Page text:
Alfred Molina was born in 1953 in London, England. His mother, Giovanna (Bonelli), was an Italian-born cook and cleaner, and his father, Esteban Molina, was a Spanish-born waiter and chauffeur. He studied at the Guildhall School of Music and Drama, London. His stage work includes two major Royal National Theatre productions, Tennessee Williams' "The Night of the Iguana" (as Shannon) and David Mamet's "Speed the Plow" (as Fox), plus a splendid performance in Yasmina Reza's "Art" (his Broadway debut), for which he received a Tony Award nomination in 1998. He made his film debut in Raiders of the Lost Ark (1981) and got a good part in Letter to Brezhnev (1985) (as a Soviet sailor who spends a night in Liverpool), but his movie breakthrough came two years later when he played--superbly--Kenneth Halliwell, the tragic lover of playwright Joe Orton, in Stephen Frears' Prick Up Your Ears (1987). He was also outstanding in Enchanted April (1991), The Perez Family (1995) (as a Cuban immigrant), Anna Karenina (1997) (as Levin) and Chocolat (2000) (as the narrow-minded mayor of a small French town circa 1950s, who tries to shut down a chocolate shop).
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  • Dominic Cooper

    Dominic CooperActor

    Dominic Edward Cooper was born and raised in Greenwich, London, England. His mother, Julie (Heron), is a nursery school teacher and a keen theater-goer. His father, Brian Cooper, is an auctioneer. They divorced when Dominic was age 5. His maternal great-grandfather was film enthusiast E.T. Heron, who published The Kinematograph Weekly. He has two older brothers, Nathan and Simon. He had a sister who died in a car accident when she was age 5, which happened before Dominic was born. He also has a half-sister from an extramarital affair by his father and a half-brother from his father's second marriage. He went to school in Kidbrooke, attending the Thomas Tallis School. He didn't know what to do afterwards and his girlfriend, at the time, suggested that he should apply to drama school. He did his training at the London Academy of Music and Dramatic Art. He performed in the end of year play 'Waiting For Godot' and this performance landed him the renowned agent Pippa Markham. He graduated in 2000 and started with a few minor roles in television and theater. In 2004, he landed a role at the National Theatre with 'The History Boys'. He originated the role of Dakin, as he was involved in the play from the very beginning. He played the role for two years on the stage and then, for the final time, in his breakthrough film role The History Boys (2006).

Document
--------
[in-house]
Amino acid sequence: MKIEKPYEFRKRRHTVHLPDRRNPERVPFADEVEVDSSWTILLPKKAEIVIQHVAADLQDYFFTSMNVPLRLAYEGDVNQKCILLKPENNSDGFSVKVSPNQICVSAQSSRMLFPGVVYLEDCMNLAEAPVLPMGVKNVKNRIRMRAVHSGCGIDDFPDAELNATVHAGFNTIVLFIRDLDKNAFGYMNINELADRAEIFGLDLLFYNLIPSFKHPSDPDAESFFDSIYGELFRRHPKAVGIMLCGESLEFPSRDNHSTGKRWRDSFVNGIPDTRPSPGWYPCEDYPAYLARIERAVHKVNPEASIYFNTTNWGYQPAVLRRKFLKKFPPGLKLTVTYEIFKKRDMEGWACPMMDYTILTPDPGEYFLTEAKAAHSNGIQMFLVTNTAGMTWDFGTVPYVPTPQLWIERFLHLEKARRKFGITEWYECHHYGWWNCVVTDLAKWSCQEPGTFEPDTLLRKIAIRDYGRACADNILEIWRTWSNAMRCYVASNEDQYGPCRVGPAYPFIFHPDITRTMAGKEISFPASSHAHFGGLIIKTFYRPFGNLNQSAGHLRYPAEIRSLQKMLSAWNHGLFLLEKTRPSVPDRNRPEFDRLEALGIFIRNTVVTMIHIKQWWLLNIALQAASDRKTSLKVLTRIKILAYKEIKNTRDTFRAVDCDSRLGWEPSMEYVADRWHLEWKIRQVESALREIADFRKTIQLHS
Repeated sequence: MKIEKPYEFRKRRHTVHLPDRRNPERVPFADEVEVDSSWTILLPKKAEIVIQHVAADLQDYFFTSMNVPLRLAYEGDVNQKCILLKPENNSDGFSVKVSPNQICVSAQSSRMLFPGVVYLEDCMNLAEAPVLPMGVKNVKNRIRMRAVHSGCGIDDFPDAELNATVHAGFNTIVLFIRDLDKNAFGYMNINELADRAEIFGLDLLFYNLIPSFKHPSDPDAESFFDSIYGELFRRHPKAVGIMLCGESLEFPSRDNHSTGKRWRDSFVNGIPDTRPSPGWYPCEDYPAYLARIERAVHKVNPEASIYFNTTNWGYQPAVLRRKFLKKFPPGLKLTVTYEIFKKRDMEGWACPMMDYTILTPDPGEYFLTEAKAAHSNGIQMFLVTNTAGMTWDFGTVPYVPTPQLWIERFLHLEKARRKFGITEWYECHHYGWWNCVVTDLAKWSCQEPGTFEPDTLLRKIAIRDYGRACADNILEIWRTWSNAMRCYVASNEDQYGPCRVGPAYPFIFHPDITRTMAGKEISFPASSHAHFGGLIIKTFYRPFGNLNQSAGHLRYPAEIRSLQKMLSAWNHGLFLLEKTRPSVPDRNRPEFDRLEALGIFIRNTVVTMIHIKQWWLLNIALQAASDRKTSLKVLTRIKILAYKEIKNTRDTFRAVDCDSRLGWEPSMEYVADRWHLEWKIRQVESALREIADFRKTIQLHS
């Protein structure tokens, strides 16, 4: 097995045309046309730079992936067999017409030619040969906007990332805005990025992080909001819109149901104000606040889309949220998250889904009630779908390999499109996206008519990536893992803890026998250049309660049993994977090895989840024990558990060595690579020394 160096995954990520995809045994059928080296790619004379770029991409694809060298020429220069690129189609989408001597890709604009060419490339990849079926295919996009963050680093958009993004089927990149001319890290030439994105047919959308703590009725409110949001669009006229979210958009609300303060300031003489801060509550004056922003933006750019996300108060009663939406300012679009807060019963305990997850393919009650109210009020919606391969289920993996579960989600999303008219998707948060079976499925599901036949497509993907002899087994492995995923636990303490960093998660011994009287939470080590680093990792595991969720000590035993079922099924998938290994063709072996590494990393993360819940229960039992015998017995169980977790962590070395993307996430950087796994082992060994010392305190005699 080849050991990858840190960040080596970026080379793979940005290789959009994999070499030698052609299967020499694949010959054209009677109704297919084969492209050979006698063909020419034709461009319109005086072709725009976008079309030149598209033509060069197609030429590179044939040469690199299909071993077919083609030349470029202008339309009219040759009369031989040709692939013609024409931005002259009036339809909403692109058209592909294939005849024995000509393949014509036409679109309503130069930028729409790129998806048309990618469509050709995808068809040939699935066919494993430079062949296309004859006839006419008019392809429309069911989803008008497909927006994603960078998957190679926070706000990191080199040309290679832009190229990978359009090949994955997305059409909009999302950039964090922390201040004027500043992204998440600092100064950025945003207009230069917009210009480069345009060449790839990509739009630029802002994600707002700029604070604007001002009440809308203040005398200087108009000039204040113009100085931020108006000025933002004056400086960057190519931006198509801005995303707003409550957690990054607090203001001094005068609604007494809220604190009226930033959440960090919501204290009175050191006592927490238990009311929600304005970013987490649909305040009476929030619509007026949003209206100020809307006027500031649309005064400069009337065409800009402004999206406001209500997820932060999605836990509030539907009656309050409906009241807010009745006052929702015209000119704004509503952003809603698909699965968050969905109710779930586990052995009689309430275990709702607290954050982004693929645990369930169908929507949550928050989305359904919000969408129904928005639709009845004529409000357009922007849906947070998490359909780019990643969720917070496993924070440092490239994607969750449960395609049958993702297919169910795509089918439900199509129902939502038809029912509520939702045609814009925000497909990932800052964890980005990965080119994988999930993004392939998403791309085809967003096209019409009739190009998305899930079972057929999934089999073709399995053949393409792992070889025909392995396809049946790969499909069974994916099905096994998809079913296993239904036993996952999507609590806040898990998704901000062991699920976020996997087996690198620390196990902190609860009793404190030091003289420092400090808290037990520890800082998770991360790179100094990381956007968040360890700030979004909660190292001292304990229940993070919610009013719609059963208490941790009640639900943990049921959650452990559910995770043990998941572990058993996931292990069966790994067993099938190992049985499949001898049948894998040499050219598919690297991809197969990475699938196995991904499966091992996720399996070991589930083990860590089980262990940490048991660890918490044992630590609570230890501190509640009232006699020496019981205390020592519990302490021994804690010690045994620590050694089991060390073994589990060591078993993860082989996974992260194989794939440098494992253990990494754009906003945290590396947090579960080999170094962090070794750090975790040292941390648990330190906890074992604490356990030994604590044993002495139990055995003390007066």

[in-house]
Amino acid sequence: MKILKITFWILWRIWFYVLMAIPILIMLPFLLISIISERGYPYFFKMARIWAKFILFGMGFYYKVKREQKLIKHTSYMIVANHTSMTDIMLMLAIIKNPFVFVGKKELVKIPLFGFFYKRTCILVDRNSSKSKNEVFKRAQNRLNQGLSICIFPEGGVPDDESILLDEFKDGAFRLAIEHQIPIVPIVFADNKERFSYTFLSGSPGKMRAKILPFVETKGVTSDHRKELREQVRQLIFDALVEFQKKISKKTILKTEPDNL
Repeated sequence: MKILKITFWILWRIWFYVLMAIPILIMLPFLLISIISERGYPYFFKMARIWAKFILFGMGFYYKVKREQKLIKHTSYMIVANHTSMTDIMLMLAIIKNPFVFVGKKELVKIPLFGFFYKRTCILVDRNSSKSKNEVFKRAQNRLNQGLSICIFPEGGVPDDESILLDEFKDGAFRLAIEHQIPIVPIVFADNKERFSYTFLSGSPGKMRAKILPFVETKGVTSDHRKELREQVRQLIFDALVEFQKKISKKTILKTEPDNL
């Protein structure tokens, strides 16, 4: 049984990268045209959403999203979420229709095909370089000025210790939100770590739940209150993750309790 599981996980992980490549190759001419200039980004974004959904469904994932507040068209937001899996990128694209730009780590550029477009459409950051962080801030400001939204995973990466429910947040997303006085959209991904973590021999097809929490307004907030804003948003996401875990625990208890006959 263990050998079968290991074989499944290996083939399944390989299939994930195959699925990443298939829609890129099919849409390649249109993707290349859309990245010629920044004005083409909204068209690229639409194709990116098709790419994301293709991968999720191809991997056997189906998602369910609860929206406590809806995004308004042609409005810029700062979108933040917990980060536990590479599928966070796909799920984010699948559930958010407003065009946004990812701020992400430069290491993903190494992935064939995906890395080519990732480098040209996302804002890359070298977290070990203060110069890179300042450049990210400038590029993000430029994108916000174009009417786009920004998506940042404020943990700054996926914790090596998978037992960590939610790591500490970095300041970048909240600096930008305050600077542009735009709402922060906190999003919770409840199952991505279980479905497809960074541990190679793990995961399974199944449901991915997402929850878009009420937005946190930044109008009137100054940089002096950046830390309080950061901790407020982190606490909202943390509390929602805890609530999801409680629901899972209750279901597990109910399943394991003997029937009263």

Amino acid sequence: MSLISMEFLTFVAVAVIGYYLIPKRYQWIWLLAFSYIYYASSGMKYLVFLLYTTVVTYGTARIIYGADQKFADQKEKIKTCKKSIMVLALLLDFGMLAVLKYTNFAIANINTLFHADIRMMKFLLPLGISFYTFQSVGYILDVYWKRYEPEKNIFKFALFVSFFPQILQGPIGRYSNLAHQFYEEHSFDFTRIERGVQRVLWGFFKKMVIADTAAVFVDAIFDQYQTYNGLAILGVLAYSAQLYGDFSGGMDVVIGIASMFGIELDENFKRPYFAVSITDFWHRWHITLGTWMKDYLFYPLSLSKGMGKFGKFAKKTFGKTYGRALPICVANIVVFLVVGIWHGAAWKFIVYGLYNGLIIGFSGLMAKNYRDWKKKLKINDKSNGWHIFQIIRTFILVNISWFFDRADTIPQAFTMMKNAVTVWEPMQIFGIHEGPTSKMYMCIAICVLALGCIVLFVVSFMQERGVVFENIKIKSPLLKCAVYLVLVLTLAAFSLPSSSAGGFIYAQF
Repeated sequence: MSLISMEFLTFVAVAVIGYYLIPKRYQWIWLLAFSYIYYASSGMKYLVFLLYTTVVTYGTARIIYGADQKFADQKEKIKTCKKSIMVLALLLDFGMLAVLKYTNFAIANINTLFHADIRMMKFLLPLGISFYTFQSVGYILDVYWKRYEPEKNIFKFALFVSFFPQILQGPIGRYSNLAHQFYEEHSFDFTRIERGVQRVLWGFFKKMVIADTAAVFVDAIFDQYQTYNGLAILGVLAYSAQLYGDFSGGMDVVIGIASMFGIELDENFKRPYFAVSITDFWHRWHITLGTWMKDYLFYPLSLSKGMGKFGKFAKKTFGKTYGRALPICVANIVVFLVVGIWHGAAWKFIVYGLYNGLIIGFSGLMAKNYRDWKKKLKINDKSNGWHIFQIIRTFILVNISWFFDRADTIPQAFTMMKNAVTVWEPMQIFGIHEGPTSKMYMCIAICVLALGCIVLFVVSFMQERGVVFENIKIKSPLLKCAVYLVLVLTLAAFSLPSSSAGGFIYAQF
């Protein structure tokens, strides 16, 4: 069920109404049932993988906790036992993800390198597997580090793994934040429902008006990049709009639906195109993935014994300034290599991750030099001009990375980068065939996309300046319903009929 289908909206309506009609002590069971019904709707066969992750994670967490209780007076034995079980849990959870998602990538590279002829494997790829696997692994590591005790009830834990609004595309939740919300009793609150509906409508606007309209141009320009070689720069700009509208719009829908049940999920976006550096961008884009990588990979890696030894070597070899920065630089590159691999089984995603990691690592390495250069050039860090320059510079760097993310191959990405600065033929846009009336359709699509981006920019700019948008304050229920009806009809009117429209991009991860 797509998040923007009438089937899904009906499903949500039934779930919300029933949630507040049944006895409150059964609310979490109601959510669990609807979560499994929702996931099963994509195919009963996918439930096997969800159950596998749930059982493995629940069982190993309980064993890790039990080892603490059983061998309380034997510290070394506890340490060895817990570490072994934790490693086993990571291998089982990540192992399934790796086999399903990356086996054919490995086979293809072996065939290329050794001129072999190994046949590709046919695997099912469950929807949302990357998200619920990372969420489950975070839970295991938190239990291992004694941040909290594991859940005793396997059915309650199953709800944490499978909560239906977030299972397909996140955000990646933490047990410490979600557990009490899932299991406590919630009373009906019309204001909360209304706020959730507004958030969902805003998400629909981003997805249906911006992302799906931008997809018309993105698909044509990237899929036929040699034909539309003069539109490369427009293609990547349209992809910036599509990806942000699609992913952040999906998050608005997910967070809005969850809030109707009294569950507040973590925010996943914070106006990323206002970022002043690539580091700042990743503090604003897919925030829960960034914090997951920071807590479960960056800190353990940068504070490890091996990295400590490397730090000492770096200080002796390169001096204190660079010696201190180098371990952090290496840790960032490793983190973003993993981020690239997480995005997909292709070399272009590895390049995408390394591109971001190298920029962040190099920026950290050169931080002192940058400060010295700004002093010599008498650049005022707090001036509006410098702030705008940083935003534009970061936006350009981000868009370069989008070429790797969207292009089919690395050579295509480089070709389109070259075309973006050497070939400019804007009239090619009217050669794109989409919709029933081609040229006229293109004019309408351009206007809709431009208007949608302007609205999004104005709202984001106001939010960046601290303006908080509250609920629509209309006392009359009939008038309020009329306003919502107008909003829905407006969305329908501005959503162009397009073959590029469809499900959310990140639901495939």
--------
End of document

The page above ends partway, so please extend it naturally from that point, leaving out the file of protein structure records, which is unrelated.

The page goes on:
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  • Emma Thompson

    Emma ThompsonActor